Research finds Biomarkers in Older Adults with Late-Life Depression
Major depression in older adults is very common, disabling, and increases the risk of many diseases of aging including Alzheimer’s Disease and other dementias, cardiovascular and even mortality. Therefore, it constitutes a major public health issue, especially considering the growing number of older adults in the U.S. and worldwide.
Opioid Addiction and Withdrawal: What You Should Know
UConn Health psychiatry expert Dr. Lakshit Jain on America's struggle with opioid addiction, the health dangers of opioid withdrawal, the latest treatments, and how to seek help
Dr. David Steffens Named Distinguished Life Fellow by American Psychiatric Association
Chair of Psychiatry Dr. David Steffens has been named a Distinguished Life Fellow by The American Psychiatric Association.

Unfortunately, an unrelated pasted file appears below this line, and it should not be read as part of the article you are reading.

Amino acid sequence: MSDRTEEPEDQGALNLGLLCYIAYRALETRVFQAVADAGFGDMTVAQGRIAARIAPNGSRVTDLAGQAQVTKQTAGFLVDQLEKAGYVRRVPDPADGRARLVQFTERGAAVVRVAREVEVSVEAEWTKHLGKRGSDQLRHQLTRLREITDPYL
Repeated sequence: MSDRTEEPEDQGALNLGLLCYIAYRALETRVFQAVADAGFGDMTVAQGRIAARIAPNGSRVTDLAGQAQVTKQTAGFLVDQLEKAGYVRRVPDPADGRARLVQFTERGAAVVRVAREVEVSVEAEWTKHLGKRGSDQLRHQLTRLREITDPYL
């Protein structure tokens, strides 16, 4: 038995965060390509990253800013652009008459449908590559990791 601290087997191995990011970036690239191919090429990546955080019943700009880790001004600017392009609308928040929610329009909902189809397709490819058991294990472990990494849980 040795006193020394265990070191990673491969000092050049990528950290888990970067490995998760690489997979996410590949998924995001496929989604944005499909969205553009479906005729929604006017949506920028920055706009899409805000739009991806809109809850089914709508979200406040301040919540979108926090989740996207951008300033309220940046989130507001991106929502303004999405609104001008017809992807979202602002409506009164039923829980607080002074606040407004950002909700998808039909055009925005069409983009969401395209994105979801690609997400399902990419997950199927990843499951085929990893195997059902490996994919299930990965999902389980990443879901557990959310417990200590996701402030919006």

Improving the Lives of Boys and Men of Color
This Black History Month we spotlight the ongoing efforts of the Health Disparities Institute at UConn Health, established under Bioscience Connecticut, that is enhancing the lives and wellbeing of boys and men of color.
Q&A: The Challenges of Pandemic-Era Readjustment for Children and Adolescents
Dr. Asima Zehgeer of UConn Health’s Child and Adolescent Psychiatry Outpatient Clinic discusses challenges faced by children and teens in the wake of COVID-19
Not (Just) a Shock: ECT Reduces Suicides in Depressed Elders
Electroconvulsive therapy has been shown to effectively treat life-threatening major depression
NIH Grant Supports Clinical Trial to Determine if Video Games Can Relieve Late-Life Depression
UConn Health will participate in a two-site study with University of Utah Health scientists led by Dr. Sarah Shizuko Morimoto who have received a five-year, $7.5-million grant from the National Institute of Mental Health.
Long-COVID Recovery Center at UConn Health helping those with Post-COVID Issues
Most people who have had COVID-19 recover completely within a few weeks, however, some people, even those with mild versions of the disease continue to experience symptoms long after their initial recovery.